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Math Help - First order differential equations

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    First order differential equations

    Consider the first order differential equation:

    d^2y/dx^2 = -((lambda + 1)^2)y

    Write down the general solution.
    Find the particular solution satisfying dy/dx = 0, y = 1 when x = 0.

    I didnt think this was first order, but maybe if you integrate first. I couldnt get an answer that looked right.
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    Quote Originally Posted by BogStandard View Post
    Consider the first order differential equation:

    d^2y/dx^2 = -((lambda + 1)^2)y

    Write down the general solution.
    Find the particular solution satisfying dy/dx = 0, y = 1 when x = 0.

    I didnt think this was first order, but maybe if you integrate first. I couldnt get an answer that looked right.
    this is a second order differential equation with constant coefficients. we proceed by assuming a solution of y = e^{rx} and then forming the characteristic equation. which in this case is:

    r^2 + ( \lambda + 1)^2 = 0 (do you see why?)

    now solve for the two roots of this equation, r_1 and r_2. your general solution is of the form y(x) = Ae^{r_1t} + Be^{r_2t}

    for the particular solution (we want to know what A and B are): you know that y'(0) = 0 and y(0) = 1, we can use these equations to solve for the (constant) unknowns A and B to obtain our particular solution

    can you continue?
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    I would normally be able to solve this for a first order, but for second order im not sure.

    This is an exam question, and the paper says its first order, which has completely thrown me off.

    So im afraid I dont understand your method!
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    is up to his old tricks again! Jhevon's Avatar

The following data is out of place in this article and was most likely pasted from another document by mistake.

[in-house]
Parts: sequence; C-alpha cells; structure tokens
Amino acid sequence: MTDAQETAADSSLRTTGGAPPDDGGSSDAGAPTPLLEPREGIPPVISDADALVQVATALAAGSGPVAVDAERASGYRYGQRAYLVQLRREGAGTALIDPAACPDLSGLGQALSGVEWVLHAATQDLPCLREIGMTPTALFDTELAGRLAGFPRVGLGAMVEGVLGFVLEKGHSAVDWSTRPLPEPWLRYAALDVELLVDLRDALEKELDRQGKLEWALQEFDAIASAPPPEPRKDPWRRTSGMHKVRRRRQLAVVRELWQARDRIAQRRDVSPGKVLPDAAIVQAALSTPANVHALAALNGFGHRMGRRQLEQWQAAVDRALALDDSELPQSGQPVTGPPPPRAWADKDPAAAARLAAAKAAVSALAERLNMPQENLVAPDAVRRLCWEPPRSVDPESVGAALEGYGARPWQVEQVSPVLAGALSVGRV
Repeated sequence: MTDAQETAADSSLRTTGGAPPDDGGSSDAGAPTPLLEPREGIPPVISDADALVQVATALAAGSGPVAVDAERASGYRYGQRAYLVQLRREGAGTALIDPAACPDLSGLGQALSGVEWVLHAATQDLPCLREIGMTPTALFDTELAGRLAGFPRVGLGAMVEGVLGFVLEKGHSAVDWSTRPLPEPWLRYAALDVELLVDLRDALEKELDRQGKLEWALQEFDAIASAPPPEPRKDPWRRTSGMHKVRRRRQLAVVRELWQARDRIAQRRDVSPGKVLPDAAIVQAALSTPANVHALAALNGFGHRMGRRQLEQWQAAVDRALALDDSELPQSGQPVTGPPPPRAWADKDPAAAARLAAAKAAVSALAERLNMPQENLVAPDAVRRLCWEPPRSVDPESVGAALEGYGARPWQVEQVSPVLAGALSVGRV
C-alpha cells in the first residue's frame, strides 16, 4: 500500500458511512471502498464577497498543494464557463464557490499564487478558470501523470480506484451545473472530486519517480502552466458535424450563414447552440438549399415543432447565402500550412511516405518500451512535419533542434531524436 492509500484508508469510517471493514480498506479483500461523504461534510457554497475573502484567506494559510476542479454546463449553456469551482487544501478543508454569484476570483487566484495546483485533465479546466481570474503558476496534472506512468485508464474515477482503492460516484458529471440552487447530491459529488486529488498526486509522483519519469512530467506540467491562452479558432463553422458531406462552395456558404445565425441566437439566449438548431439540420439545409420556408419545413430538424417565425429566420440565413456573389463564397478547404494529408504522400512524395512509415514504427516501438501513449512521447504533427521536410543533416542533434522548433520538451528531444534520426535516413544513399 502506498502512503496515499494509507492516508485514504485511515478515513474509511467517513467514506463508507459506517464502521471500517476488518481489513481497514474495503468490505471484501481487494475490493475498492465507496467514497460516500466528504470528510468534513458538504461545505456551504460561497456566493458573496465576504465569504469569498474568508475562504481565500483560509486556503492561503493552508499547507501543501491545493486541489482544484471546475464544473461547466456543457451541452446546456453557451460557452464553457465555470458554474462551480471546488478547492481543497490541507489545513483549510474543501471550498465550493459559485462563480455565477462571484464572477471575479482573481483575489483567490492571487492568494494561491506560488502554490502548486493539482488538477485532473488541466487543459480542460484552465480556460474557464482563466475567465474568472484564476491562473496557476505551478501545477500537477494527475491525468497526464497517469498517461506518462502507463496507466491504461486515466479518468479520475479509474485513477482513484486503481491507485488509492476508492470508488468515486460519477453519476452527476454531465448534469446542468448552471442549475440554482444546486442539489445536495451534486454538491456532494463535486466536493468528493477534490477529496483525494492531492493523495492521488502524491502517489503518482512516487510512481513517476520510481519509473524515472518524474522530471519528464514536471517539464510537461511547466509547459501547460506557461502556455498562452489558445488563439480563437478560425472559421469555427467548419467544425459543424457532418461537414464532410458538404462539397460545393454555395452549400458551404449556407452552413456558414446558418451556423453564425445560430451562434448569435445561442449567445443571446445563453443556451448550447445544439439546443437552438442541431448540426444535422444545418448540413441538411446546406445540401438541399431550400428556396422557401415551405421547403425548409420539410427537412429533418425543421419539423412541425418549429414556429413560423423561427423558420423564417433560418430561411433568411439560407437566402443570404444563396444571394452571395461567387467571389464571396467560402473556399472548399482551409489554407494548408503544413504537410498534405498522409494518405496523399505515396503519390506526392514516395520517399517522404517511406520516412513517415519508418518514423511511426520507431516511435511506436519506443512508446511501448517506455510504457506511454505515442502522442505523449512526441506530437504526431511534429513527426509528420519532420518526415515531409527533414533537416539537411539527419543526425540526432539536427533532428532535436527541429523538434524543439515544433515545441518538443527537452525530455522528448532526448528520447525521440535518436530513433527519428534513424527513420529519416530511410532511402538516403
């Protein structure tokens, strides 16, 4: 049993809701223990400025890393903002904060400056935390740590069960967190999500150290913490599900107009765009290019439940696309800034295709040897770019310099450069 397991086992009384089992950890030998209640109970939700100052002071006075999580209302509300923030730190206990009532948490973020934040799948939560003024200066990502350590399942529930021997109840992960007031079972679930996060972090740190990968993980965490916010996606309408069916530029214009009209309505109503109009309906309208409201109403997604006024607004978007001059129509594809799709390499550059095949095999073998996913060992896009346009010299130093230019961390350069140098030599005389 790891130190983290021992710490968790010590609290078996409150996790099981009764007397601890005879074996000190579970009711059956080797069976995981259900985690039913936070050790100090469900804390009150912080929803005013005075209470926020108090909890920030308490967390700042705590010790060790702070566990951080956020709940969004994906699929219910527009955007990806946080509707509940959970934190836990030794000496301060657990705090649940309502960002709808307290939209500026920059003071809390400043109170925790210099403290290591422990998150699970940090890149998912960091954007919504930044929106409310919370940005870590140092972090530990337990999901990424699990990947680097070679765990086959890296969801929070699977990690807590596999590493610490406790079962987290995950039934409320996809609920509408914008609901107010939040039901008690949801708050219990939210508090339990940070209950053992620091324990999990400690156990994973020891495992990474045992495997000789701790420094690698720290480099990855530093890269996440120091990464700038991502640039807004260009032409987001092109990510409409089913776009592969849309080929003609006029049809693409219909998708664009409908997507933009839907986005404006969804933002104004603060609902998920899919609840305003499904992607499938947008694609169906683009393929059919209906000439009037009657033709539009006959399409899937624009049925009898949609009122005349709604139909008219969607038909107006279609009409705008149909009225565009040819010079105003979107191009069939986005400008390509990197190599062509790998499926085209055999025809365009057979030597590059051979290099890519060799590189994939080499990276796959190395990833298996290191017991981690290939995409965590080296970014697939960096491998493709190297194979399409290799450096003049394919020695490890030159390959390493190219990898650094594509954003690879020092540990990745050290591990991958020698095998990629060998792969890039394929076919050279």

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    Quote Originally Posted by BogStandard View Post
    I would normally be able to solve this for a first order, but for second order im not sure.

    This is an exam question, and the paper says its first order, which has completely thrown me off.

    So im afraid I dont understand your method!
    there is something amiss here. \frac {d^2y}{dx^2} means it is second order, because that is the second derivative. please type the question exactly as stated
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    Quote Originally Posted by Jhevon View Post
    there is something amiss here. \frac {d^2y}{dx^2} means it is second order, because that is the second derivative. please type the question exactly as stated
    Yeah I know what you're thinking, I thought it too, but that's literally what the question says.
    It's most probably a typo or something, or some really unobvious trick question. Pretty bad for an exam paper.

    So could you explain to me the same method but for second order differential equations?
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    is up to his old tricks again! Jhevon's Avatar
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    Quote Originally Posted by BogStandard View Post
    Yeah I know what you're thinking, I thought it too, but that's literally what the question says.
    It's most probably a typo or something, or some really unobvious trick question. Pretty bad for an exam paper.

    So could you explain to me the same method but for second order differential equations?
    my explanation was for second order. first-orders are different. to be first order, you would have to have dy/dx not d^2y/dx^2. if that was what they meant though, they would not have given us y'(0) and y(0). only y(k) is required for first order. so something is diffinately off here. i suspect the only typo is "first order", maybe it should really be a second order DE, in which case you follow the method i gave you.

    for your general edification:

    if you have a first order DE of the form y' = ky, where k is a constant, you proceed as follows


    divide through by y:
    \frac {y'}y = k

    integrate both sides:
    \ln y = kx + C

    solve for y:
    y = e^{kx + C}

    \Rightarrow y = Ae^{kx} .... A is a constant, you can find it if you are given intial data, say y(0) = ...
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